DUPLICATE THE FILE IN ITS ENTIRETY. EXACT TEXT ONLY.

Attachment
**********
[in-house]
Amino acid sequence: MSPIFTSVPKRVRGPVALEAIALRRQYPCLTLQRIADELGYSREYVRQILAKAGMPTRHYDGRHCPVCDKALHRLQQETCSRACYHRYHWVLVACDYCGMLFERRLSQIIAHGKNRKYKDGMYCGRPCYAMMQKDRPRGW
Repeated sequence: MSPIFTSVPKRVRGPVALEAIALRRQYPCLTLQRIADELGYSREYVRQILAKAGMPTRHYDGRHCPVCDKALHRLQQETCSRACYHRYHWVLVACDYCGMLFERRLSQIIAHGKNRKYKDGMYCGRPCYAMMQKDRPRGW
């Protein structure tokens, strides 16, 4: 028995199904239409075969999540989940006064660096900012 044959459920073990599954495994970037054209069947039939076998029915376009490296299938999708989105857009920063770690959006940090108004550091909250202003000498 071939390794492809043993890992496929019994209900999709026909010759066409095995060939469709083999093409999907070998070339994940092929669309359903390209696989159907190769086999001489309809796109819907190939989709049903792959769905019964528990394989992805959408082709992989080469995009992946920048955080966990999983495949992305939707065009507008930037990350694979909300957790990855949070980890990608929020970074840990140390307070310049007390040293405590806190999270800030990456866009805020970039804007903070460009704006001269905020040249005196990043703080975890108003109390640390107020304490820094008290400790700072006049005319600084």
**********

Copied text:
[in-house]
Amino acid sequence: MSPIFTSVPKRVRGPVALEAIALRRQYPCLTLQRIADELGYSREYVRQILAKAGMPTRHYDGRHCPVCDKALHRLQQETCSRACYHRYHWVLVACDYCGMLFERRLSQIIAHGKNRKYKDGMYCGRPCYAMMQKDRPRGW
Repeated sequence: MSPIFTSVPKRVRGPVALEAIALRRQYPCLTLQRIADELGYSREYVRQILAKAGMPTRHYDGRHCPVCDKALHRLQQETCSRACYHRYHWVLVACDYCGMLFERRLSQIIAHGKNRKYKDGMYCGRPCYAMMQKDRPRGW
């Protein structure tokens, strides 16, 4: 028995199904239409075969999540989940006064660096900012 044959459920073990599954495994970037054209069947039939076998029915376009490296299938999708989105857009920063770690959006940090108004550091909250202003000498 071939390794492809043993890992496929019994209900999709026909010759066409095995060939469709083999093409999907070998070339994940092929669309359903390209696989159907190769086999001489309809796109819907190939989709049903792959769905019964528990394989992805959408082709992989080469995009992946920048955080966990999983495949992305939707065009507008930037990350694979909300957790990855949070980890990608929020970074840990140390307070310049007390040293405590806190999270800030990456866009805020970039804007903070460009704006001269905020040249005196990043703080975890108003109390640390107020304490820094008290400790700072006049005319600084």